The kitchen door swung open and the prism made it home through. As his wrinkled eyes welcomed the dawn, old cigars from the drawer case were lined up on the table top as if a celebration called for it, as if yesterday has left behind its shape. During those days newspapers were treated like they were still part of breakfast, of over-easy-peppered sunny side ups and black coffee while smoked salmon and VCRs kept the night intact.
Retired suitcases filled the closet and the clock was silent and still. The mailbox was hollow, and the words were deep-seeded somewhere far away.
But the stream was endless, and the pictures were always as clear as day. The possibilities never eluded him, as if miracles do happen all the time. He would always go back holding onto a piece of paper, to a promise across a long stretch of an attempt to dream only to find the morning at the end of it. A slow erratic pace, but a rediscovery is always almost a certainty.
And when sleep is out of reach, the dents and the dimples on the other side of the bed keep him company. He tells himself, that nights do end and some things last. After all, the universe allows a little indifference in its lifetime.
For it is not sentimental he would always think? Just sheer contemplations of the complicated human heart. It beats to resonate across the end corners and the clutters, cruising the seas and highway intersections to the point of absolution or tragedy. The years that went by were reduced to mere flashes and pixelated photographs. They are no longer numbers but the very accumulation of delightful shared experiences.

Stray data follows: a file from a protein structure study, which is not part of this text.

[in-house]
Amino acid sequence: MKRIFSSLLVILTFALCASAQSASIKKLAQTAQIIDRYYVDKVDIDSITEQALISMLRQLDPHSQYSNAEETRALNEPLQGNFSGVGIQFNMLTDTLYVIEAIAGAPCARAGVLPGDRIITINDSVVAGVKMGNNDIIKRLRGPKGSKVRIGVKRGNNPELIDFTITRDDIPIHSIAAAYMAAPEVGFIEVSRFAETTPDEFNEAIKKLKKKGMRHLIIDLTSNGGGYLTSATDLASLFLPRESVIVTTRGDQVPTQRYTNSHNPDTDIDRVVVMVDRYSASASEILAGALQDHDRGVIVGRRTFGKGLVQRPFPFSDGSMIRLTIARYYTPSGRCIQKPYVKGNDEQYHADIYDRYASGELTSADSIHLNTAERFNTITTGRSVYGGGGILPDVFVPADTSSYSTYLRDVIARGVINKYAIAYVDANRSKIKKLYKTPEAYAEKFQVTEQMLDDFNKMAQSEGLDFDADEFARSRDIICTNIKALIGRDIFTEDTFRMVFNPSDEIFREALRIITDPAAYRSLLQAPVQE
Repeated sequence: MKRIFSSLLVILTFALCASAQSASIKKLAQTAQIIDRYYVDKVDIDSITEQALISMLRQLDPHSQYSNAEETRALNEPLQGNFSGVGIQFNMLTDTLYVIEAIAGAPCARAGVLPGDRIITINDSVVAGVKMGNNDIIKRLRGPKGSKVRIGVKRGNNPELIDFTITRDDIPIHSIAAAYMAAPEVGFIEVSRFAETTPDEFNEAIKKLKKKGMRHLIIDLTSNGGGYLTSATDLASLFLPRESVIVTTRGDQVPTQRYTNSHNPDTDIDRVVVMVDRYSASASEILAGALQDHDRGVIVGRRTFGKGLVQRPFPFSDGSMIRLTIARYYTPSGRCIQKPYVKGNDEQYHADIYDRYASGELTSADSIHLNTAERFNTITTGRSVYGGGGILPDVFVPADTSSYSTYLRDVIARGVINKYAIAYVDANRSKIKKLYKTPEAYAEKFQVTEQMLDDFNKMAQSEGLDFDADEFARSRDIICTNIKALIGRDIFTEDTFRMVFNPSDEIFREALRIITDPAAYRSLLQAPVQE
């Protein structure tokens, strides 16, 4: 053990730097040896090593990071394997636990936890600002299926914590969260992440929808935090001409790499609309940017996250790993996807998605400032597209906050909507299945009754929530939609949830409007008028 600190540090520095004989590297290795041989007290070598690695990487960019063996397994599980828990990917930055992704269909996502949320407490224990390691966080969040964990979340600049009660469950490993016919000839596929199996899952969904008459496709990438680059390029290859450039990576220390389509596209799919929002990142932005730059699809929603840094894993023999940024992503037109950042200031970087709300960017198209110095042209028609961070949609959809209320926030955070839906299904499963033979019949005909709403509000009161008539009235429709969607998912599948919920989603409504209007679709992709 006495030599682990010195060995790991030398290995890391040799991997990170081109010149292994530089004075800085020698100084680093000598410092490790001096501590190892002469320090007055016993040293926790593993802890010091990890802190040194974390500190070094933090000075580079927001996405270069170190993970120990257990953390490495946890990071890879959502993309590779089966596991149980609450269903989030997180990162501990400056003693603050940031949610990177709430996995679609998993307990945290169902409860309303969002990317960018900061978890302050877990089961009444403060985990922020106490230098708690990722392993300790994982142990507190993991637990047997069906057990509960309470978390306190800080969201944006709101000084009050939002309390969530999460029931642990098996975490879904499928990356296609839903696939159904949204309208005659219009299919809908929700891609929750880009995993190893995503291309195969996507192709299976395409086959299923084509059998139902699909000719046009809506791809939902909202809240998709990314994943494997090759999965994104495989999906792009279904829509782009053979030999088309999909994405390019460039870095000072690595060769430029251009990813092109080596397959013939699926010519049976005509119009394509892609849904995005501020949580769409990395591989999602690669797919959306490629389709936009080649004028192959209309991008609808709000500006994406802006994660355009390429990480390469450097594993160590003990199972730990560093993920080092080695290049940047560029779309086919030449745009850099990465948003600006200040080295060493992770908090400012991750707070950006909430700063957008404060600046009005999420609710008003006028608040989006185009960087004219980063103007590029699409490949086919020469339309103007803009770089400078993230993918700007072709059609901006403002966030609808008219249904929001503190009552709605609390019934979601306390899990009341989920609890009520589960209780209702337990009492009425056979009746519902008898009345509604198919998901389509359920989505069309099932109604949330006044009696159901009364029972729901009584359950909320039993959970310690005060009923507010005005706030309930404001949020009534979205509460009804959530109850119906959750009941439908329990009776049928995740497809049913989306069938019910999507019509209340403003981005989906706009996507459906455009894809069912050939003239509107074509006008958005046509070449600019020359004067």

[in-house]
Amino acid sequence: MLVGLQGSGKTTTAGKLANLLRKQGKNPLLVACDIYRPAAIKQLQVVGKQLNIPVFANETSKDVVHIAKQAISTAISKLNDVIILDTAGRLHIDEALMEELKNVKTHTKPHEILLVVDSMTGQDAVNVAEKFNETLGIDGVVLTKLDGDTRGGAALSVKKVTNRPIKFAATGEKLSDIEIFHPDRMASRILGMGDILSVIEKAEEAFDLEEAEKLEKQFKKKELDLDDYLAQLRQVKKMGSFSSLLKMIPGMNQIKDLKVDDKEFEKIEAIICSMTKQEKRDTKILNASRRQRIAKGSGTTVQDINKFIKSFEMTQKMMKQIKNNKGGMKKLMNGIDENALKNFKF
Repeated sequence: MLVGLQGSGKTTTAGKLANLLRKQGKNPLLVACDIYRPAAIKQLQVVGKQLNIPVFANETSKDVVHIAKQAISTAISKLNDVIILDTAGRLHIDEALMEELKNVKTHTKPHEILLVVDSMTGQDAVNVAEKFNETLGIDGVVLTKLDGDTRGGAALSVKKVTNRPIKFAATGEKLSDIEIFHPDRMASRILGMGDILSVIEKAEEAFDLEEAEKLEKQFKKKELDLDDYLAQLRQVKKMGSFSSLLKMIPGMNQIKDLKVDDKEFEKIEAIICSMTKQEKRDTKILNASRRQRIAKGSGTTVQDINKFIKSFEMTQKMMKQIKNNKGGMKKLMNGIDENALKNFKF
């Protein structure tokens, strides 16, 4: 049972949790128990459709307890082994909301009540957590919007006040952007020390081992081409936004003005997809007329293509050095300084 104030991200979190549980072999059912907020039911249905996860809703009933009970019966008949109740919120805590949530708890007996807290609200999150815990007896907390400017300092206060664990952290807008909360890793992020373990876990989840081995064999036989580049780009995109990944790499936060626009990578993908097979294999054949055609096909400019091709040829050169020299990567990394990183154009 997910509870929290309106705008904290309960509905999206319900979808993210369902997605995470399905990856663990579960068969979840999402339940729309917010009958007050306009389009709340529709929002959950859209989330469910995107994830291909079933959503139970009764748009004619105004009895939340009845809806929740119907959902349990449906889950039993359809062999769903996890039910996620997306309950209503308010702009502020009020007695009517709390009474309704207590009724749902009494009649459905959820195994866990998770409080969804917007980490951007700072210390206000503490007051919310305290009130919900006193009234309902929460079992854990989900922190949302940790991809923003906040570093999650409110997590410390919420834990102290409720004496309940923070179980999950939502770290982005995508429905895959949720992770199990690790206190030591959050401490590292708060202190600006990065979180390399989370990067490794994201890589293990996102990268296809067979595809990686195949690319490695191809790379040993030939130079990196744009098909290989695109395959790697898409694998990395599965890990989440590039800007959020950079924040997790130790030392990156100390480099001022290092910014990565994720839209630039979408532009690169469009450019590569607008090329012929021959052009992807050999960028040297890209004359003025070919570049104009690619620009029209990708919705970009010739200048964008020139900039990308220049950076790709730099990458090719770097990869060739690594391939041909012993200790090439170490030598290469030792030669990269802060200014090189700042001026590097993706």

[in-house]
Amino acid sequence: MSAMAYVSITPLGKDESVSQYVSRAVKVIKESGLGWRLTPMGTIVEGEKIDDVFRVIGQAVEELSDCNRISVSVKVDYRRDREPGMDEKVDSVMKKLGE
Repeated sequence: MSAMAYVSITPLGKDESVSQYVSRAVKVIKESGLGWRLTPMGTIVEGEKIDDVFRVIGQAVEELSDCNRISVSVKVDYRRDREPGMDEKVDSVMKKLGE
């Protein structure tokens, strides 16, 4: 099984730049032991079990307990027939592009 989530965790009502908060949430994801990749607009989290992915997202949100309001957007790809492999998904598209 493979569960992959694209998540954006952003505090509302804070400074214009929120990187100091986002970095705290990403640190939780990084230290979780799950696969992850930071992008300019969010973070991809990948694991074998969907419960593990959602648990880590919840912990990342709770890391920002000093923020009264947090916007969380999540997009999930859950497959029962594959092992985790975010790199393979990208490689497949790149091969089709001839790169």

How can one be grateful without despair? Suffering concludes pretenses, and it clears the way for contentment. For sure he recognizes what was once there. The shadows of the past let him remember that he can never make an accord with time. He steals, therefore, a thief between the paradoxes.
But what does it mean really? Whose answer may trigger either sober inspirations or bitter ending catastrophes. Pardon the blunt demeanor, but the ink is blotted, and the pen is starting to skip.
I wish to taste all the good from a honeycomb. To weather the skies.
2 thoughts on “Retired Suitcases”
Hi D , thank you, really glad you liked it. The font size next to this is too much for me. (I think) haha
Not the only line well done but I really like:
“I wish to taste all the good from a honeycomb.”
PS: Wonder if you could enlarge your font a tad. Would be easier on readers’ eyes.
Comments are closed.